Daniels departing as OMB chief

Office of Management and Budget Director Mitchell Daniels Jr., who promoted the president's Management Agenda and kept a tight rein on information technology spending, announced his resignation today to make an expected run for governor of Indiana.

Daniels will be leaving OMB in 30 days, and no decision has been made on his replacement, an OMB spokesman said. But all of the President's Management Agenda items will continue forward, no matter who is leading OMB, the spokesman said.

Information technology officials attending the semiannual CIO Summit in Savannah, Ga., sponsored by FCW Media Group, said they did not expect any major changes in budget philosophy with Daniels' departure.

"Mitch has done a fantastic job. He's held us accountable," said Steve Cooper, the chief information officer at the Homeland Security Department. Cooper also worked with Daniels at Eli Lilly and Co., the Indianapolis-based pharmaceutical firm.

Cooper said Daniels understood the strategic value of IT, and at the same time, he made clear that OMB "expected us to make wise investments."

"The answer is not throwing more money at a project," Cooper said.

Tim Campen, the White House CIO, said Daniels "has been a real mainstay for the President's Management Agenda."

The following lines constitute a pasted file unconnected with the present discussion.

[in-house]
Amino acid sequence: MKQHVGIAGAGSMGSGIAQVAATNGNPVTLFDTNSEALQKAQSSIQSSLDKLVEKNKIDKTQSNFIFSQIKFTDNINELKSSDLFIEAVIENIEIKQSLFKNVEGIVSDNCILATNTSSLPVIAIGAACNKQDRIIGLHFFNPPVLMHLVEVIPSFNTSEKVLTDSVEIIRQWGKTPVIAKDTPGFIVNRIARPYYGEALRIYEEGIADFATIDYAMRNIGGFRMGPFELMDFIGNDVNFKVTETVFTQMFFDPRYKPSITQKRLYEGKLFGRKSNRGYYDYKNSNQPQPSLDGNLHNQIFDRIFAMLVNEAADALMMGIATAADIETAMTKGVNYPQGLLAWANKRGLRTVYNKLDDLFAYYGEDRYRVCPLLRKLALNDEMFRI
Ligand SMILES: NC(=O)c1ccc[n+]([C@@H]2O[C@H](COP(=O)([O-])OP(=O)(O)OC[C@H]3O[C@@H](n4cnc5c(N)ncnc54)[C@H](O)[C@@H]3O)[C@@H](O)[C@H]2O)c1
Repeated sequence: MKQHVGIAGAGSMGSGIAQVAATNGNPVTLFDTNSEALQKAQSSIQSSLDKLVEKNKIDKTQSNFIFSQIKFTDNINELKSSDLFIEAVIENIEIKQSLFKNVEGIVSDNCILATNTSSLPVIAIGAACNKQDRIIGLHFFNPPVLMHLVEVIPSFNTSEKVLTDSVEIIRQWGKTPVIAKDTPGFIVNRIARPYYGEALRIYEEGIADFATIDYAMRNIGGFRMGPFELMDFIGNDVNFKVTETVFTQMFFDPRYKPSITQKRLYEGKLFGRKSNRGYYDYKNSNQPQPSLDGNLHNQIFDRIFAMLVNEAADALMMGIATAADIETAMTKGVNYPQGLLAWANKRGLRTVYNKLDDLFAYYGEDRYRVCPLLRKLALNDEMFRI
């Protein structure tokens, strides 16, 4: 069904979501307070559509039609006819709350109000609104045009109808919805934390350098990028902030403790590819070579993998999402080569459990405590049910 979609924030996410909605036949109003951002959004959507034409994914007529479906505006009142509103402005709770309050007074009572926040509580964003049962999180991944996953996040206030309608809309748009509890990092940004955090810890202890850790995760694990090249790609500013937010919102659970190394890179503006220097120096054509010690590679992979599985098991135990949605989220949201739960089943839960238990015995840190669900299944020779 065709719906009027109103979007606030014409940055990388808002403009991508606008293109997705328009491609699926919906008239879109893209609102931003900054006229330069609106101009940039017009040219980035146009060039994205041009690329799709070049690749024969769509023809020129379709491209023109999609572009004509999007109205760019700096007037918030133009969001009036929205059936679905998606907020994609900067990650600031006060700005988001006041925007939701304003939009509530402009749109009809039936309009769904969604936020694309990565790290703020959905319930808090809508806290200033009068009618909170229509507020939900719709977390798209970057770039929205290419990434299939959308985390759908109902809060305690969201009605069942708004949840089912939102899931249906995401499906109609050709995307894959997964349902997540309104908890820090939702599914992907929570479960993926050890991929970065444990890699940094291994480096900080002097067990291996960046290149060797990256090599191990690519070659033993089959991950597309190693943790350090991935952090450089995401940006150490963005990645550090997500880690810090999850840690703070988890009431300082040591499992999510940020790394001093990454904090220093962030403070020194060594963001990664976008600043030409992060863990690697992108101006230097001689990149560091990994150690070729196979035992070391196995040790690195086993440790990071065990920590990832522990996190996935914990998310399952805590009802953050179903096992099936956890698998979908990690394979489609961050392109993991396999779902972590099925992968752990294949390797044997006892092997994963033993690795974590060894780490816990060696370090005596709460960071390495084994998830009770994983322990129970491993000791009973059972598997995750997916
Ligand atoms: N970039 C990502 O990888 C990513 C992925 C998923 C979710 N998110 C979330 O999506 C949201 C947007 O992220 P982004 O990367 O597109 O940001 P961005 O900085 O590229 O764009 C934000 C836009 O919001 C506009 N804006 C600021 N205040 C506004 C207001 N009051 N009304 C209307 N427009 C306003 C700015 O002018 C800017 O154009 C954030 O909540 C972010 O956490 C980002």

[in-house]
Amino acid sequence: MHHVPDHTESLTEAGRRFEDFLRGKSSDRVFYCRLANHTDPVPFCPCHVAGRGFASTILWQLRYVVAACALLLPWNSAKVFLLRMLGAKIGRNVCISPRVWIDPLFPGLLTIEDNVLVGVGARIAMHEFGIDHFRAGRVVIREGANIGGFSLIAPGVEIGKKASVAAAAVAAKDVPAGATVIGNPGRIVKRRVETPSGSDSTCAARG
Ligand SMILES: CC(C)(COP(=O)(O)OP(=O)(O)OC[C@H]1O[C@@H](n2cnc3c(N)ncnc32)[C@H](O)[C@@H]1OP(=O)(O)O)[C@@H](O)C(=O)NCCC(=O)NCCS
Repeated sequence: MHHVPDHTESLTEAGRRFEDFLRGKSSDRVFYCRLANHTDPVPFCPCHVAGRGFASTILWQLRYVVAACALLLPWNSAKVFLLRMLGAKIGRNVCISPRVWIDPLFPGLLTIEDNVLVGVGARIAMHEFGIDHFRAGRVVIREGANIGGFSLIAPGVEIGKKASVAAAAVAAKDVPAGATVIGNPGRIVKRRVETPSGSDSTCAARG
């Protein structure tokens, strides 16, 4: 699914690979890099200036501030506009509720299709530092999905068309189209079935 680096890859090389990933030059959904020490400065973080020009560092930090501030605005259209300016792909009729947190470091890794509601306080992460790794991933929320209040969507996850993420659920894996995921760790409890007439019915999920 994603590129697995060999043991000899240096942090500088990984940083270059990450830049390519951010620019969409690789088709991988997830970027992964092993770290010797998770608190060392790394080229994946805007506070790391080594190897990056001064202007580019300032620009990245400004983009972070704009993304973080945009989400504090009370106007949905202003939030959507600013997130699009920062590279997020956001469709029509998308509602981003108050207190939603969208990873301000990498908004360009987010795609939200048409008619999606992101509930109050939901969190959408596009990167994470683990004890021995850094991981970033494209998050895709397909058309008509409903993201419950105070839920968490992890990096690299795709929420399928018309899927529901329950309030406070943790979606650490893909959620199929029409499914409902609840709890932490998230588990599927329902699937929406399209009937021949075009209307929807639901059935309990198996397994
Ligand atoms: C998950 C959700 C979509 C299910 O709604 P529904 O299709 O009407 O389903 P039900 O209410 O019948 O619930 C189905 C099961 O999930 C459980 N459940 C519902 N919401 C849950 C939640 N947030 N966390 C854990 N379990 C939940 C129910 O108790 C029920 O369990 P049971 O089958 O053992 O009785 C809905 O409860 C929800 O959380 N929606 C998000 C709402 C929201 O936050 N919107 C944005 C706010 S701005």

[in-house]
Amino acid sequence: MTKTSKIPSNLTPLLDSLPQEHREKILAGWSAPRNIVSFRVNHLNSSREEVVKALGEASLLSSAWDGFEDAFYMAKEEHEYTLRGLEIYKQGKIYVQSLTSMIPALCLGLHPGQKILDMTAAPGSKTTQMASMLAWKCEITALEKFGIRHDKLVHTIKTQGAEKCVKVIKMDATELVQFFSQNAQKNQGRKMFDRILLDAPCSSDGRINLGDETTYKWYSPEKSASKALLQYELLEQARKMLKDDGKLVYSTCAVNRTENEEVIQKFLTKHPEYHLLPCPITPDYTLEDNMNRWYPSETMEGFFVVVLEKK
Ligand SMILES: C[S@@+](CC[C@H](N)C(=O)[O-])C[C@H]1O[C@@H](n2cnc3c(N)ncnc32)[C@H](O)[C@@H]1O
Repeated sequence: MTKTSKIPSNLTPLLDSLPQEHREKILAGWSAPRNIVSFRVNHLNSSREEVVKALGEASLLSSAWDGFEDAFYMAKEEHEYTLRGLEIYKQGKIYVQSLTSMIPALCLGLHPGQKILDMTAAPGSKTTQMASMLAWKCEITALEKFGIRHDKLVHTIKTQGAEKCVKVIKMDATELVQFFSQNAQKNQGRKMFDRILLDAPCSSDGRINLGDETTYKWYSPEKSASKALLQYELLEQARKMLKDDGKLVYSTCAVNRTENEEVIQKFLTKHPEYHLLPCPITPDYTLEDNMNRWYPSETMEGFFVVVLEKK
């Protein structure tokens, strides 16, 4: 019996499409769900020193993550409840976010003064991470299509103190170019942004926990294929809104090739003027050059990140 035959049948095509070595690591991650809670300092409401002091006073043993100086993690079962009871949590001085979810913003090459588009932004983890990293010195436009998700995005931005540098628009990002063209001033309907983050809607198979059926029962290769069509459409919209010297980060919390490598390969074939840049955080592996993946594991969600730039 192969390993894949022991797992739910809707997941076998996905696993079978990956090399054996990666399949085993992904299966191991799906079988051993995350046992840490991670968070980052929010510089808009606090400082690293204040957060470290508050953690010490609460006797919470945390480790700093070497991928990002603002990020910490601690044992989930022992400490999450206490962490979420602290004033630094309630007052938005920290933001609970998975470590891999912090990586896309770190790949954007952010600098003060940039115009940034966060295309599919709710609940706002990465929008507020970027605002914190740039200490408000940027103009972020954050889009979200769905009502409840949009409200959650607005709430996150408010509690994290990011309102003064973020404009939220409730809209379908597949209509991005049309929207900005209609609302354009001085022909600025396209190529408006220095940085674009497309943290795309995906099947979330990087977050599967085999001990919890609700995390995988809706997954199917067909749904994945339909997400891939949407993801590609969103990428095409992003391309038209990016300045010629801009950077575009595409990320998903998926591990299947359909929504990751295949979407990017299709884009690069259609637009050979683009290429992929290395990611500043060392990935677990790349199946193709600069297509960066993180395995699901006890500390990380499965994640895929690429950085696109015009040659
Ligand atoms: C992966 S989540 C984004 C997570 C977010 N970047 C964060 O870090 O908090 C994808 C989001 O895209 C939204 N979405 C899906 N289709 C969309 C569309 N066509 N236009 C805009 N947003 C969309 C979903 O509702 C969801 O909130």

He said he hopes Daniels' successor continues to support e-government and the work of Mark Forman, the administrator of OMB's Office of E-Government and Information Technology.

Nevertheless, Carla von Bernewitz, the director of the Army Enterprise Integration Oversight Office, said Daniels is leaving at a "critical time for the IT world."

Just this week, OMB issued guidance to departments and agencies on how to proceed with budget planning for fiscal 2005, with the message that every expenditure would have to be backed up with a solid business case.

Diane Frank contributed to this report.


  • Defense
    Ryan D. McCarthy being sworn in as Army Secretary Oct. 10, 2019. (Photo credit: Sgt. Dana Clarke/U.S. Army)

    Army wants to spend nearly $1B on cloud, data by 2025

    Army Secretary Ryan McCarthy said lack of funding or a potential delay in the JEDI cloud bid "strikes to the heart of our concern."

  • Congress
    Rep. Jim Langevin (D-R.I.) at the Hack the Capitol conference Sept. 20, 2018

    Jim Langevin's view from the Hill

    As chairman of of the Intelligence and Emerging Threats and Capabilities subcommittee of the House Armed Services Committe and a member of the House Homeland Security Committee, Rhode Island Democrat Jim Langevin is one of the most influential voices on cybersecurity in Congress.

Stay Connected


Sign up for our newsletter.

I agree to this site's Privacy Policy.